Dr. David A. Williams is a Research Professor in the School of Earth and Space Exploration at Arizona State University (ASU), Tempe, Arizona. Dr. Williams is the Director of the Ronald Greeley Center for Planetary Studies, the NASA planetary data center at ASU. He is also the Director of the NASA Planetary Aeolian Laboratory at the Ames Research Center in California. David currently performs research in volcanology and planetary geology, with a focus on planetary mapping, geochemical, and remote sensing studies. His research has included computer modeling of seismic wave propagation through planetary interiors, visible and near-infrared spectroscopy of the lunar surface, planetary geologic mapping of the satellites of Jupiter, Mars, Titan, Vesta and Ceres, computer modeling of the physical and geochemical evolution of lava flows in a variety of planetary environments, and petrologic study of lava samples from Mount St Helens. He was a student affiliate with NASA’s Magellan Mission to Venus and a postdoctoral research associate with NASA’s Galileo Mission at Jupiter. He is currently a Co-Investigator on the High Resolution Stereo Camera (HRSC) experiment on the European Space Agency’s Mars Express orbiter mission, and was a Co-Investigator on NASA’s Dawn Mission at dwarf planet Ceres. David was the 2010-2011 Chair of the Planetary Geology Division of the Geological Society of America, has served on several NASA committees including the 2007 Jovian System Observer Science Definition Team, and served a 5-year term (2008-2013) as a steering committee member of the NASA Outer Planets Assessment Group. In 2014 he was elected a Fellow of the Geological Society of America, and the International Astronomical Union named asteroid 10,461Dawilliams in his honor.
David received his Bachelor of Science in Astronomy & Astrophysics from Indiana University in 1989, and his Master of Science in Geology from Arizona State University in 1992, where he conducted the first multispectral studies of western limb and eastern far side lunar mare deposits using data from the NASA’s Galileo Earth-Moon Flyby 1. He received his Ph.D. in Geology from the University of Alabama in August 1998, where he was a three-time Graduate Council Research Fellow and received the award for Outstanding Research by a Doctoral Student from the University of Alabama Graduate College in 1998.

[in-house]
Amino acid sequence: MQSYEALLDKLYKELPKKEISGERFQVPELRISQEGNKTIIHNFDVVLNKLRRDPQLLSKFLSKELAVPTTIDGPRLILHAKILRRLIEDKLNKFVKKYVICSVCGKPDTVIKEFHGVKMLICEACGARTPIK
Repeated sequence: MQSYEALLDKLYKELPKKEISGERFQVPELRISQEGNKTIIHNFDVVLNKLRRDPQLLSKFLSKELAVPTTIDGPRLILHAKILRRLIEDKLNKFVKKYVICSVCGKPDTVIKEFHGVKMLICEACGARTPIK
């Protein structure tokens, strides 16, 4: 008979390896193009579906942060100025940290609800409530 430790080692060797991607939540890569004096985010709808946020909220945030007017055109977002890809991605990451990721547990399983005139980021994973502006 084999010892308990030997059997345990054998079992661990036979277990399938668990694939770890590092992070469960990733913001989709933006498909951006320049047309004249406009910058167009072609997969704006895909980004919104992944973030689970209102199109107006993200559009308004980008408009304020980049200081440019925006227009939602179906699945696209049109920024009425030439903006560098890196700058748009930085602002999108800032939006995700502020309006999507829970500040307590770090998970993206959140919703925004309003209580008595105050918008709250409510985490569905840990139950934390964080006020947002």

Upon completion of his Ph.D. studying terrestrial komatiites (high-temperature, ultramafic lava flows), David was asked to return to ASU by Regents Professor Ronald Greeley and assist with Galileo imaging studies of the Jovian satellites, particularly Io. His Io studies eventually led to the publication of the first complete global geologic map of Io in 2011 by the US Geological Survey. After Galileo, David was promoted to Faculty Research Associate at ASU and asked by Dr. Greeley to lead their efforts on HRSC on Mars Express, which he continues to this day. In 2009 David was selected to be a Participating Scientist of NASA’s Dawn Mission at Vesta, and upon Dr. Greeley’s untimely death (2011) David was selected by NASA in 2012 to succeed Greeley as Director of the ASU NASA Regional Planetary Image Facility to 2020, and NASA’s Planetary Aeolian Laboratory. He was promoted to Associate Research Professor in 2012, and promoted to full Research Professor in 2020.